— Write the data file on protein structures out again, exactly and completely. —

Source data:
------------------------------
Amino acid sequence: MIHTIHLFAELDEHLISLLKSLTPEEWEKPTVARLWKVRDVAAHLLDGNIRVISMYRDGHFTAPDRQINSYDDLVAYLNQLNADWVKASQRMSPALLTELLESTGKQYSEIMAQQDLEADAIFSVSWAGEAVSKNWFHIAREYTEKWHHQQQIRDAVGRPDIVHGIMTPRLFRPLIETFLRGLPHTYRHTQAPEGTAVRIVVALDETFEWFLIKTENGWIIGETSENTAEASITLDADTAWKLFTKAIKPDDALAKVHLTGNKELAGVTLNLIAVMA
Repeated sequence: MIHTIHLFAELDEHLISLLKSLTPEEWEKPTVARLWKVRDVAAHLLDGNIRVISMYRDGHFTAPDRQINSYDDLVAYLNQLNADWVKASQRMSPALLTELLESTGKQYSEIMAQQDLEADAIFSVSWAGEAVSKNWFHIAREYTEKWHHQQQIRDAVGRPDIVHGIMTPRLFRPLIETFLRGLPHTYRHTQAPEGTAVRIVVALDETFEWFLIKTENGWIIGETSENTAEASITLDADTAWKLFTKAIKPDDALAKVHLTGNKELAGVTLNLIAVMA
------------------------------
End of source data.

Amino acid sequence: MIHTIHLFAELDEHLISLLKSLTPEEWEKPTVARLWKVRDVAAHLLDGNIRVISMYRDGHFTAPDRQINSYDDLVAYLNQLNADWVKASQRMSPALLTELLESTGKQYSEIMAQQDLEADAIFSVSWAGEAVSKNWFHIAREYTEKWHHQQQIRDAVGRPDIVHGIMTPRLFRPLIETFLRGLPHTYRHTQAPEGTAVRIVVALDETFEWFLIKTENGWIIGETSENTAEASITLDADTAWKLFTKAIKPDDALAKVHLTGNKELAGVTLNLIAVMA
Repeated sequence: MIHTIHLFAELDEHLISLLKSLTPEEWEKPTVARLWKVRDVAAHLLDGNIRVISMYRDGHFTAPDRQINSYDDLVAYLNQLNADWVKASQRMSPALLTELLESTGKQYSEIMAQQDLEADAIFSVSWAGEAVSKNWFHIAREYTEKWHHQQQIRDAVGRPDIVHGIMTPRLFRPLIETFLRGLPHTYRHTQAPEGTAVRIVVALDETFEWFLIKTENGWIIGETSENTAEASITLDADTAWKLFTKAIKPDDALAKVHLTGNKELAGVTLNLIAVMA